Then it is a process in Iran, a process of reform against those who want to
manipulate power, against those who think that power is always from up to
bottom which has been a culture for decades in the shah's period. This process
will continue. It has its own cost, unfortunately. But it is continuing, and it
is moving in a direction of interpreting the will of people within the states.
Ayatollah Montazeri is under house arrest for quite a long time now for
daring to suggest that there should be more transparency regarding the Supreme
Office. This is what happened to him. He's not allowed out of his house. What
does this say about the move toward transparency?
Well that's a special case, Ayatollah Montazeri has had his classes, daily
classes -- there have been some problems from the public, a lot of the public
against his office, that overall the government decided to protect him and his
office of the mobs or those who are demonstrating against his views. And he's
not under house arrest, even though there are restrictions of his movements --
mainly because of the security reason for his and his family's life.
You say he's being kept in his house for his own good?
No, he hasn't been kept in his house. He hasn't been kept in his house. He has
his daily courses. He goes to classes that he has. He has his own meetings.
He's got guards stationed, video surveillance camera at the front door of
his house. ... It has all the characteristics of a house arrest. What else
would you call it?
Well, I'm not familiar now with what all the situation these days with respect
to this case. But as I said, there are cases which the government should
separate misconduct from the rule of law. Misconduct by groups or individuals
should be addressed properly and strongly. ... If a law needs amendment, the
law needs to be changed. It should be done. And it is the process which is
moving forward. It's a reality that, in Iran, there are two views. One is the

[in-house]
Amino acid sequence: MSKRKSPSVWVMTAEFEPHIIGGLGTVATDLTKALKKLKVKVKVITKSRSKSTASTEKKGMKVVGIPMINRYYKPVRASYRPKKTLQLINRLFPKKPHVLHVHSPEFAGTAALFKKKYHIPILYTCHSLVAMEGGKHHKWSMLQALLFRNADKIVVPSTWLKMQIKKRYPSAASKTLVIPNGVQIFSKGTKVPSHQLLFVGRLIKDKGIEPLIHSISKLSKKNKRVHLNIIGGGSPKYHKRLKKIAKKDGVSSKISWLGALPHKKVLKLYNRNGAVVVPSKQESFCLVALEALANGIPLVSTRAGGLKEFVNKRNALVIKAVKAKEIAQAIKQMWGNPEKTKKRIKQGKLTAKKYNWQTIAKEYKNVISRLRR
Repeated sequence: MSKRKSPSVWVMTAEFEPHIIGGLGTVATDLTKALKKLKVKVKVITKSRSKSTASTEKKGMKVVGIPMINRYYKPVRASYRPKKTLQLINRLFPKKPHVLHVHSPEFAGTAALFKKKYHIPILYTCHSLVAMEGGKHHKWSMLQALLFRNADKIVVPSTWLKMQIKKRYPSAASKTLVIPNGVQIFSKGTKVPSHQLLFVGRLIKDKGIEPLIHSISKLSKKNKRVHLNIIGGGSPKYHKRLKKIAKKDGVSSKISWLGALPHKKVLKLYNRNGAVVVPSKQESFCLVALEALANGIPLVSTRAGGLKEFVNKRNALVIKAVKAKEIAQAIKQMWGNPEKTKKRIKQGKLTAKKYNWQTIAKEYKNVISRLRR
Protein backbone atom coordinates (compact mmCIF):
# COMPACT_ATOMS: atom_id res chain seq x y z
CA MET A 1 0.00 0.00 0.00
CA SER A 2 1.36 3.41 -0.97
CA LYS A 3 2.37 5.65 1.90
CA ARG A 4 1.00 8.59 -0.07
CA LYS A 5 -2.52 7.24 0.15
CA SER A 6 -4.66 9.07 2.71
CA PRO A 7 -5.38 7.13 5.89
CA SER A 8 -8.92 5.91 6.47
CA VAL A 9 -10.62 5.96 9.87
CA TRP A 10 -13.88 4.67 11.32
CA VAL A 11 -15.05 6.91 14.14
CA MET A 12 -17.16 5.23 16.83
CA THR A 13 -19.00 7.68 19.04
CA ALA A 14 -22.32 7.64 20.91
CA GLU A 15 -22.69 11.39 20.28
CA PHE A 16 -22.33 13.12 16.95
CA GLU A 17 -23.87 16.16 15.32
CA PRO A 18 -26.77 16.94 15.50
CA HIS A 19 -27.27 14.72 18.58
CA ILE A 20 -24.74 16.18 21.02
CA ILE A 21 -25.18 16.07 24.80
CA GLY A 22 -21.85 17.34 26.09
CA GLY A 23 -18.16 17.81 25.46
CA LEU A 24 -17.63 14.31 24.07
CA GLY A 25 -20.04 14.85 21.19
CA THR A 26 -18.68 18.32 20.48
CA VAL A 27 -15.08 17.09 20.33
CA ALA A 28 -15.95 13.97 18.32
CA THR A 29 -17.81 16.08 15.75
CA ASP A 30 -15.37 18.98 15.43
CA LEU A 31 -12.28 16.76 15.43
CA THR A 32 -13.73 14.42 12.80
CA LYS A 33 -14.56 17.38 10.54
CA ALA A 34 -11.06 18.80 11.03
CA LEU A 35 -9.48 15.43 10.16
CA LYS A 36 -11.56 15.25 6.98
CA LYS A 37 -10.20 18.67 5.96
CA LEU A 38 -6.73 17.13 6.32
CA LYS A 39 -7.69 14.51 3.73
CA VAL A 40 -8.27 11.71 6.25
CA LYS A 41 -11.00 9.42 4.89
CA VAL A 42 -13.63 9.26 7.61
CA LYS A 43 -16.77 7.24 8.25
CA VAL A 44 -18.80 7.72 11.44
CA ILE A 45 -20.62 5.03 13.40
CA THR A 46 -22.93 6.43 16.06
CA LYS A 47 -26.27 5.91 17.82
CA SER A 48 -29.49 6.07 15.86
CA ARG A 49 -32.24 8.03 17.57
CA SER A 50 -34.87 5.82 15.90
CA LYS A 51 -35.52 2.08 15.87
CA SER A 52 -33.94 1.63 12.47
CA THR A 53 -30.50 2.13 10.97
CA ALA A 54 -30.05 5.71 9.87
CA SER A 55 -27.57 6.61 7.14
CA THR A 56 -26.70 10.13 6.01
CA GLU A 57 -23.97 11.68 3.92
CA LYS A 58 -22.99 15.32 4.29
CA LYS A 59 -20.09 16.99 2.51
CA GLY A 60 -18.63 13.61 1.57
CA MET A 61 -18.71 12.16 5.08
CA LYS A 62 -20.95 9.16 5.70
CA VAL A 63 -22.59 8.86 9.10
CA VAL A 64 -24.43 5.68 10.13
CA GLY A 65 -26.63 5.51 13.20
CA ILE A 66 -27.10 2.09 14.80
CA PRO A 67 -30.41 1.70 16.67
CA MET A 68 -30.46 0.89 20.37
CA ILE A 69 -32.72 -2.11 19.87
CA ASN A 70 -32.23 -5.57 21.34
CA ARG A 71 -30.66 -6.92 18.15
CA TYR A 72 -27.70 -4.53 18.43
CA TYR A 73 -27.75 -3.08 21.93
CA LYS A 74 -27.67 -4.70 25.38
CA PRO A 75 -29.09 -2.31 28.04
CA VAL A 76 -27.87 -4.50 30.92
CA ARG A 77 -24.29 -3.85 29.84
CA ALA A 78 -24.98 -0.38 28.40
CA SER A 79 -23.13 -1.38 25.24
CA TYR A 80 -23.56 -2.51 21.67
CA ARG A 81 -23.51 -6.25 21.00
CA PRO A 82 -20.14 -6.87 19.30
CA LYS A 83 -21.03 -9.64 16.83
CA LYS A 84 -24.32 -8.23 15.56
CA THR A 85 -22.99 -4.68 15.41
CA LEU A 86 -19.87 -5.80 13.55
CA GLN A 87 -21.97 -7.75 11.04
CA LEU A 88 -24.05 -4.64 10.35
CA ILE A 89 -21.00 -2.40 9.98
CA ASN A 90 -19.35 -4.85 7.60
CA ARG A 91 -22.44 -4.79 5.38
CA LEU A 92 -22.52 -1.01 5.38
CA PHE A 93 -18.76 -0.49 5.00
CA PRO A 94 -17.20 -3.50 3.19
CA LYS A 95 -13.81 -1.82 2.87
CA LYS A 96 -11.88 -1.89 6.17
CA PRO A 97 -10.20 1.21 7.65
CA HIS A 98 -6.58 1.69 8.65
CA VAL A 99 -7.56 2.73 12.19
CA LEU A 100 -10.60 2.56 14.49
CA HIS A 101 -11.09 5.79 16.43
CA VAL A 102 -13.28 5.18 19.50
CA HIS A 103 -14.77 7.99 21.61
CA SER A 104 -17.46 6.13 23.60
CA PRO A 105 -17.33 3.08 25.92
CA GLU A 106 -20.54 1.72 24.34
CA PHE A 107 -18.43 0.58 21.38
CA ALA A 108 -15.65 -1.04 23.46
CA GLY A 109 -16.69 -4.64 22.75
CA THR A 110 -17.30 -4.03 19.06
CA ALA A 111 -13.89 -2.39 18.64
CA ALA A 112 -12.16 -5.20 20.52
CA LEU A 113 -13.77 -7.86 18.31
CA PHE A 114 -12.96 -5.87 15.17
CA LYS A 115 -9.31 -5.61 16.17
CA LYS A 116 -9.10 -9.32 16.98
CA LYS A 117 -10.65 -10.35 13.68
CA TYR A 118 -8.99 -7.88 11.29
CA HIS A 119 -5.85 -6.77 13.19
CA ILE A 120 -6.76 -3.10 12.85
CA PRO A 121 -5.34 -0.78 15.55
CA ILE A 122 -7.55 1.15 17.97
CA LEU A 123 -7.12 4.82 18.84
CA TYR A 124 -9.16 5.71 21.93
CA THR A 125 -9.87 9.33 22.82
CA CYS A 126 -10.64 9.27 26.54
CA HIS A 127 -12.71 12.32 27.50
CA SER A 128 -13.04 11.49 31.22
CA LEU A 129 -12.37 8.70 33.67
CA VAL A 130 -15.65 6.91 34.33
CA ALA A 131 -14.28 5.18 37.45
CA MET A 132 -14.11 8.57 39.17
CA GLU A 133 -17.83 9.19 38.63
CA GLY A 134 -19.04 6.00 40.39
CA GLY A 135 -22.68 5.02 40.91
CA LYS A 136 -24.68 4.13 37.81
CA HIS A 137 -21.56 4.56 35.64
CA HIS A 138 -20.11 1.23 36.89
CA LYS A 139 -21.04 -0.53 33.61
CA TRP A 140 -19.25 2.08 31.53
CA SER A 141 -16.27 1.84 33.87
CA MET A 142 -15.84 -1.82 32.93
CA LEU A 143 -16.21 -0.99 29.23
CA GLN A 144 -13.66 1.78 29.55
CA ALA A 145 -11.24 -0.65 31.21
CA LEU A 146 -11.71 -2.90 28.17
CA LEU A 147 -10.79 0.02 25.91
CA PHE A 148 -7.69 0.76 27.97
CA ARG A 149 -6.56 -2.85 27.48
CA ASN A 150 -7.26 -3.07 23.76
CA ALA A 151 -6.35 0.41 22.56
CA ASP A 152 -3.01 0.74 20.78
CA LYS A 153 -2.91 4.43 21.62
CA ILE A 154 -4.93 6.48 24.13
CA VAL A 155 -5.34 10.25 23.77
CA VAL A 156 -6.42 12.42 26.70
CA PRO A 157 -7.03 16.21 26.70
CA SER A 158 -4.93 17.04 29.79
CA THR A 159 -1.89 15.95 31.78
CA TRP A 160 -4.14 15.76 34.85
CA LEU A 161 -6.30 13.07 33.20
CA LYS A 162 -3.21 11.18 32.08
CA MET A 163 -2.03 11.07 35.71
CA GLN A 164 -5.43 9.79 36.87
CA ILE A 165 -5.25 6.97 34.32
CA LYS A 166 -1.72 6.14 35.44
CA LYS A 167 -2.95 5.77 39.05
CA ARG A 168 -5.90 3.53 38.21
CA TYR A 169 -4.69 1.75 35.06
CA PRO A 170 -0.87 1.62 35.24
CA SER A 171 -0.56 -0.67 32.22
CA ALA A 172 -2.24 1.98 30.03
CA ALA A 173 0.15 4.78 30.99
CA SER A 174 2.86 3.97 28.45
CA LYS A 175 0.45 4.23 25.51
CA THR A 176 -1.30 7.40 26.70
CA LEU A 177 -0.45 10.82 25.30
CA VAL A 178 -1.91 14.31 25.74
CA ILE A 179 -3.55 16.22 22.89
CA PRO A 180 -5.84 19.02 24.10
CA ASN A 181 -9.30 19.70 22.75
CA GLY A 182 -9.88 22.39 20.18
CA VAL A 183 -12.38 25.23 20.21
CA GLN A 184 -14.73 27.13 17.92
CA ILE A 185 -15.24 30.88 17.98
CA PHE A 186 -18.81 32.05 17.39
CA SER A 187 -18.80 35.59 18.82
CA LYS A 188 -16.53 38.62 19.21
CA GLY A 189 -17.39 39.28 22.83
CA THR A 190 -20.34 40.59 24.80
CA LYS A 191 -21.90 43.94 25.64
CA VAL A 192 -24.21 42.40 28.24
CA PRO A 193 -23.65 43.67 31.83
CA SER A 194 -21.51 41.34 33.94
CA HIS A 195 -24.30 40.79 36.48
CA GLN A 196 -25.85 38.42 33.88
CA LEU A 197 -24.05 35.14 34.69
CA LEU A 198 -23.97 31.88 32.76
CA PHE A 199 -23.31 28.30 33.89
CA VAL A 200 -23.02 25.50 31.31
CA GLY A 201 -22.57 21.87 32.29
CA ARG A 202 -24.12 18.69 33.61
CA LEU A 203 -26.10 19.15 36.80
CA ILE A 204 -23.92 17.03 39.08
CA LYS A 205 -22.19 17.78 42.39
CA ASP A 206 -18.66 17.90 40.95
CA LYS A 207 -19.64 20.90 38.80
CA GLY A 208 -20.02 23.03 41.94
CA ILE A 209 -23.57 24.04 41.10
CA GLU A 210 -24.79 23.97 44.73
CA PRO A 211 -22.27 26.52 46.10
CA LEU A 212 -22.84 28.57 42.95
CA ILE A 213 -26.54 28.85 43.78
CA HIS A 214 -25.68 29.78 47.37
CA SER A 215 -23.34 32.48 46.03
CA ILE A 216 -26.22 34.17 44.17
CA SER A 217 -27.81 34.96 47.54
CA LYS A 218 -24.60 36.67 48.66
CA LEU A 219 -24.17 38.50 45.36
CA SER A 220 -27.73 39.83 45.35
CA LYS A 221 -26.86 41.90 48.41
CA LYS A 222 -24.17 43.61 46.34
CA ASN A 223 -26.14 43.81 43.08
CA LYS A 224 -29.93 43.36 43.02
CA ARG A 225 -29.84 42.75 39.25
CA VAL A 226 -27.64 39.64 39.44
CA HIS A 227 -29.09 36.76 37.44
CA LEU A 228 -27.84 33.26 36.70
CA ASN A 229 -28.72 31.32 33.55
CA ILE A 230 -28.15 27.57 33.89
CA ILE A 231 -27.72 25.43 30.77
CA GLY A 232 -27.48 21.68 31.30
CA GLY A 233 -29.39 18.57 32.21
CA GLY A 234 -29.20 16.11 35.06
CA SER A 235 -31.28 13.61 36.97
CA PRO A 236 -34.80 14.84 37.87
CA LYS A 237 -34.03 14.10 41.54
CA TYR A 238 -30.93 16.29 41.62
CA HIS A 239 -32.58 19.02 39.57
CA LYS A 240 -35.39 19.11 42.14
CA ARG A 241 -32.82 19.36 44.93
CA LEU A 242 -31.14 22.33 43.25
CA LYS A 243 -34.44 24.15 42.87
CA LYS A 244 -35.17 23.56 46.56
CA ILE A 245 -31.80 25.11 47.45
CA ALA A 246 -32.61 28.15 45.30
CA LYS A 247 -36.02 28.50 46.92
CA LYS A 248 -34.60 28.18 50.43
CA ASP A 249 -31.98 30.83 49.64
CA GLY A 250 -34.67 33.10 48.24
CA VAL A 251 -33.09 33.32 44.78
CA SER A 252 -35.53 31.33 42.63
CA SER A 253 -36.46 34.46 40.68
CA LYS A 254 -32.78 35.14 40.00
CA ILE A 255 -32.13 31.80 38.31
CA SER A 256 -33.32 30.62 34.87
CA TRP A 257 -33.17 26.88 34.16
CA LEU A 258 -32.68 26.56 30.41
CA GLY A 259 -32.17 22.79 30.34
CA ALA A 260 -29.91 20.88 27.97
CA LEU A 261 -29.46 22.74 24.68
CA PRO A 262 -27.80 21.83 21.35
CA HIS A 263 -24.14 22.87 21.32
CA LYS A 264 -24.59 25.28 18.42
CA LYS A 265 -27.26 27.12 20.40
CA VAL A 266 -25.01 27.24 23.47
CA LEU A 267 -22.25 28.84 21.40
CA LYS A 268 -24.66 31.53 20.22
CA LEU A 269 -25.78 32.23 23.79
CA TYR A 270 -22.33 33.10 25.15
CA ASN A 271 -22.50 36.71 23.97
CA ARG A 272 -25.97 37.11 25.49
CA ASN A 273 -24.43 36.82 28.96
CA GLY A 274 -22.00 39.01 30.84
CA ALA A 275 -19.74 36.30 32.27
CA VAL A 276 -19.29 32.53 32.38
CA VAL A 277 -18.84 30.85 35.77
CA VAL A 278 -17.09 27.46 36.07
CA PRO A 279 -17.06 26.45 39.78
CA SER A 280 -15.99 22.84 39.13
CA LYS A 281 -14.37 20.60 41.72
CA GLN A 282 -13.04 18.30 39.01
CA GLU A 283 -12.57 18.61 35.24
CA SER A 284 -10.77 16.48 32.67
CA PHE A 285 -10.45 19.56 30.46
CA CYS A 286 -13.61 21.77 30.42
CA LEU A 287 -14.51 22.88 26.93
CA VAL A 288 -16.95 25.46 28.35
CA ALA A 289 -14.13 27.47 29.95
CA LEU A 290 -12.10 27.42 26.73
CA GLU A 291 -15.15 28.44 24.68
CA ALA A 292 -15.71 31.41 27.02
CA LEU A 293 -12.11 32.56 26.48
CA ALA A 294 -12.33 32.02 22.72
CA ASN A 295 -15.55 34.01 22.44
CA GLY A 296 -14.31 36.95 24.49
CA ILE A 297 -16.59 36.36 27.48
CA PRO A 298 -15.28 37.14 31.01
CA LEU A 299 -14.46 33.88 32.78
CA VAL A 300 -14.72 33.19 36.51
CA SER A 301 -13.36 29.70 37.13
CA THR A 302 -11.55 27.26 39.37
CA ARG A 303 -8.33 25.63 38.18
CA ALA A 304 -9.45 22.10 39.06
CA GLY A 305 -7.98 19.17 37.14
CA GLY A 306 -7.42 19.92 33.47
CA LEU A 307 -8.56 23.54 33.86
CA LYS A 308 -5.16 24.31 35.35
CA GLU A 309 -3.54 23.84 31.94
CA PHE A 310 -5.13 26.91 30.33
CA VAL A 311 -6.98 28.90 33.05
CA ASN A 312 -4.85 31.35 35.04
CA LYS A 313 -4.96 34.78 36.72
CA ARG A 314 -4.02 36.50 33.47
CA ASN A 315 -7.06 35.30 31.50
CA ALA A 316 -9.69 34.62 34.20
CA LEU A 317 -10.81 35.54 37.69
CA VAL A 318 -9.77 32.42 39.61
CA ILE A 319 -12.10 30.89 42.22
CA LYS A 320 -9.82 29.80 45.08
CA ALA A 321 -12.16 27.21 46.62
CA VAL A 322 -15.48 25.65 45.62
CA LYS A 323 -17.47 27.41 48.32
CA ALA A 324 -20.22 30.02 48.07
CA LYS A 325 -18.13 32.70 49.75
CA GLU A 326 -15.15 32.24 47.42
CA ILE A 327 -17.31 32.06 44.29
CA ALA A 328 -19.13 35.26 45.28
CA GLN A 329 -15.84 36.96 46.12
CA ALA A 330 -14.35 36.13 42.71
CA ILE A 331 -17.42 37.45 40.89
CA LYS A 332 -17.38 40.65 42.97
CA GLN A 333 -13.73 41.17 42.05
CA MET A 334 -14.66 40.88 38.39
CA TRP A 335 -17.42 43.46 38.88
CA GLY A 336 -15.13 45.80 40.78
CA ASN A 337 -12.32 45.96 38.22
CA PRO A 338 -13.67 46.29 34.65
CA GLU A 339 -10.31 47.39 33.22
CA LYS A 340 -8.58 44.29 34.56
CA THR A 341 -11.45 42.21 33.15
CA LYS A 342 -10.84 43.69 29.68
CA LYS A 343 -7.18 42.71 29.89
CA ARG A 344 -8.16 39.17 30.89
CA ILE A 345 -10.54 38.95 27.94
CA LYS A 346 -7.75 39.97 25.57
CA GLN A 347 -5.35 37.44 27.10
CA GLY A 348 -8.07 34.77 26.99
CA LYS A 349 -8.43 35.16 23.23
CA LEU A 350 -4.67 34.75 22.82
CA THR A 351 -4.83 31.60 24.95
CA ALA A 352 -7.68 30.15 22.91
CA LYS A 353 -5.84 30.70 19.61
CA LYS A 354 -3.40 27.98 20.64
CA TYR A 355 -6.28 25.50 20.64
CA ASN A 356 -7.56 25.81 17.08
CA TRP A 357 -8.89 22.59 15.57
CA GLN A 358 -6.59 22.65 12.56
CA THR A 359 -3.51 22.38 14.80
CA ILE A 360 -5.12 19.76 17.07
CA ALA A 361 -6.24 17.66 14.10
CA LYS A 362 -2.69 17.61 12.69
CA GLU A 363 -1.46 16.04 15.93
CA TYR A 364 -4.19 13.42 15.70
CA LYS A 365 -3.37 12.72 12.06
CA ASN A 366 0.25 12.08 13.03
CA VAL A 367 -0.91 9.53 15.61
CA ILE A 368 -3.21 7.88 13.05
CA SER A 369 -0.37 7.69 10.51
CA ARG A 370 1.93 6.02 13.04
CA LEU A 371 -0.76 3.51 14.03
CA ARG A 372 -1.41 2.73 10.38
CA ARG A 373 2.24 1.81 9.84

reform views, and one is the conservative views. And each view has some
legitimacy in its power. It is the interconnection and interrelation of these
It is observed very widely that the reform view is a more accurate
reflection of what the people want, and that there is an artificial restraint
being imposed by the conservative view. ...
And that's what you see that reform is succeeding. I mean, the day President
Khatami came to power and today, if you compare the level of transparency, the
level of freedom, the level of accepting the will of people within the state,
is so much different. It is moving forward. Sometimes it has too much
impediments, moves slowly. Sometimes [it] moves fast and strongly.
President Khatami, because he has got a power from the public to move on --
that's what he is doing. He is against, and the public would be against, that
he would move reform without rule of law or out of the rule of law and
regulations. And if you want to live within the rules or through changing the
rules, it takes time. It is not an easy task. It might take a generation or
more. That's a process. It's a major shift.
But who decides? The people or the...
It's a combination of the state based on the constitution.
The constitution right now seems to give a lot of arbitrary authority to the
clerics and to the arms of military enforcement. ...
No, it is not. But if even we assume you are right, that it gives such power,
can reform move out of rule of constitution? That's illegitimate. That's
against the will of public that has given to the president to move within the
rule of law. If there is wrong within the law, you should change the law, not
move against the law.
And that's actually the message, the major message of the president: that even
though these impediments exist, our conduct should be within the rule of law.
And if the law is inefficient, then we should amend the law; we should change
the law through its set process, which is Parliament. ...
There have been four high-profile assassinations since President Khatami
came into office. Are they aberrations, or does he have really as much
influence as --?
... There have been misconducts, as I said. The major cases have been the ones
that the government of President Khatami disclosed itself, a misconduct within
the ministry of intelligence. ...
There have been cases. For example, let me give you a United States case,
assassination by CIA in the past which no one knew and they denied it totally